“Life is what happens when you are
planning something else.”
Depression in older people is common. Recent stories of suicide cases in Canada among the elderly represent a serious societal issue and a public health crisis in waiting. Studies show that loneliness is a factor that can lead to depression, anxiety, and health problems resulting in older people contributing to an economically crippling burden.
But being old does not have to be that way. It does not have to be lonely or depressing. Through the story of 77-year-old Jaqui Manning-Albert, ‘Sheilaghs Theme’ looks at the positive side of ageing and the vibrancy of older people. When I asked Jaqui what she thinks of dying, she said
“it only takes a few hours to be dying,
up until that point you are active and you
are in the process of living.”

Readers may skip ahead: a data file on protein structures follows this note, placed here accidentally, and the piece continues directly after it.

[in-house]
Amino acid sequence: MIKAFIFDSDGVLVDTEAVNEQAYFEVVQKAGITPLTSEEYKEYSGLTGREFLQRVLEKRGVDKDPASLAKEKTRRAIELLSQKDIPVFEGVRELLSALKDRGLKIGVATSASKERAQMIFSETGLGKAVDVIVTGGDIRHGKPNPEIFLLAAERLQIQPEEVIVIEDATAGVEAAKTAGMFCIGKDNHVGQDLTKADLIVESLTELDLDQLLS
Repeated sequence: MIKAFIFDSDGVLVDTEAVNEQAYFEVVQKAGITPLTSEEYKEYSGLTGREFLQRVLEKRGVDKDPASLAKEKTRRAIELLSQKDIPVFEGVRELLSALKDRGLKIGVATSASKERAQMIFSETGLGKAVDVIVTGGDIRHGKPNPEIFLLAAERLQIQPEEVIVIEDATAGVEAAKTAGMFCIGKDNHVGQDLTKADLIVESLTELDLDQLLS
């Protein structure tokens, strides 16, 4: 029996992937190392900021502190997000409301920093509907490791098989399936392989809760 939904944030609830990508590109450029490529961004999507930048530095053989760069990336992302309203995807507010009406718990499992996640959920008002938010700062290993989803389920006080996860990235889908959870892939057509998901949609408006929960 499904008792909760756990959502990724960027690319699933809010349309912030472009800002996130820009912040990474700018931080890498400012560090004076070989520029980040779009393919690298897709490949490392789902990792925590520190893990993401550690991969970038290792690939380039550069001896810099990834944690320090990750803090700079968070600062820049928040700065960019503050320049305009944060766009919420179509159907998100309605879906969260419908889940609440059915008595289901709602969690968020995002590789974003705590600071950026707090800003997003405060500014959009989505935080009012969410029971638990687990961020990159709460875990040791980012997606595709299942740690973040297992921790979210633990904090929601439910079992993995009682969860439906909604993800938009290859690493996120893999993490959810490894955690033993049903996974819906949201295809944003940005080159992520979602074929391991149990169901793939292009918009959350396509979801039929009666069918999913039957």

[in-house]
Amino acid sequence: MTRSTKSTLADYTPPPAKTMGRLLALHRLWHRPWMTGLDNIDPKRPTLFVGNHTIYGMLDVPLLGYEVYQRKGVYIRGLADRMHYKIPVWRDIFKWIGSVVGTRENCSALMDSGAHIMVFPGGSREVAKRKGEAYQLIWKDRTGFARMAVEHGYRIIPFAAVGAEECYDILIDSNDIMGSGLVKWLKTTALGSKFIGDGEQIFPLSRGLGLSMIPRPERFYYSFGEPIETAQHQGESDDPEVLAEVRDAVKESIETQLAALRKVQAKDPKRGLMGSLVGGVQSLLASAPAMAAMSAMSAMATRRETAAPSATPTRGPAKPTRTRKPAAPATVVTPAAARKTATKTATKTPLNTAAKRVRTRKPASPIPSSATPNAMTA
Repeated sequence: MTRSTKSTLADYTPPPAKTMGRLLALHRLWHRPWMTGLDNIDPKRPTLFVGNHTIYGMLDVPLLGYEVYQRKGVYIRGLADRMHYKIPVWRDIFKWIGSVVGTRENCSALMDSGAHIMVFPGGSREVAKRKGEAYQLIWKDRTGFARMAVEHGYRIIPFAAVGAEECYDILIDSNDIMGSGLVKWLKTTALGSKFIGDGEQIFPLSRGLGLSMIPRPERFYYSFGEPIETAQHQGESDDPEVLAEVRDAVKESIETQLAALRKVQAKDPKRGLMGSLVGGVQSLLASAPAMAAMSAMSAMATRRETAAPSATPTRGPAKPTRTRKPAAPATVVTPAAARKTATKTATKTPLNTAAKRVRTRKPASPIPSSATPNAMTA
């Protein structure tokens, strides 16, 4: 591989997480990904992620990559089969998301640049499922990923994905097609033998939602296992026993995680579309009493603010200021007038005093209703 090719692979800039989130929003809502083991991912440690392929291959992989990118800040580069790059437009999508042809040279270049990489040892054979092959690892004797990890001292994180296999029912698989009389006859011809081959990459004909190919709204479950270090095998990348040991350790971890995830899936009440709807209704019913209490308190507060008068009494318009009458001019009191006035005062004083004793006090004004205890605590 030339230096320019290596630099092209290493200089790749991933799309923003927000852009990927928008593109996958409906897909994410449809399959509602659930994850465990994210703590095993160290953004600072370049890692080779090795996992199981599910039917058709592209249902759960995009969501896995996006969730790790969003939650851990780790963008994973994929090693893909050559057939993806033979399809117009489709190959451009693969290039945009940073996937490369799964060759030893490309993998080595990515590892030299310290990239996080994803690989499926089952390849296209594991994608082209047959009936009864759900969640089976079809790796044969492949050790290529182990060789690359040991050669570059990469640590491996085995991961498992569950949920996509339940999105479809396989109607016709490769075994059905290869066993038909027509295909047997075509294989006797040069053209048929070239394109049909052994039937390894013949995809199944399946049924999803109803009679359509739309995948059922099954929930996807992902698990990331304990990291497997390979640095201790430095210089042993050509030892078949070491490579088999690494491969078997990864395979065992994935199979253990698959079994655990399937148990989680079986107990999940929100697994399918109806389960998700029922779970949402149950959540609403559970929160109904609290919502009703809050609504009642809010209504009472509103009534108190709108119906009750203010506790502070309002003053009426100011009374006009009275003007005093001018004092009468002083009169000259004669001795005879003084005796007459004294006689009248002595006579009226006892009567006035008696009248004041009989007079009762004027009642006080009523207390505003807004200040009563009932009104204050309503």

Originally from Cobourg, Jacqui is a music writer, a pianist, an opera singer, a screenplay writer, a novelist, and a mother.
“There is a point where you gel and have an awareness of yourself and you say yes this is me, and you just stay there. That is how you know the difference between you being a spirit and the body being separate. Because when the spirit stays, you as a person stay, no matter how old you get.”
“When I was 35 i felt that I have become myself,
so right now I am just feeling 35 and tired.”
Jaqui believes that women often nurture their creativity after the age of 40 when the kids are older and out of home. She wrote the book Dancing on the Moon at the age of 43. The book turned later into an award winning movie and is based on an epiphany she’s had on a summer vacation when she was 15.
"When you get older you might not be able to do physically all the things you used to do, but you are more than compensated for that by the depth of understanding."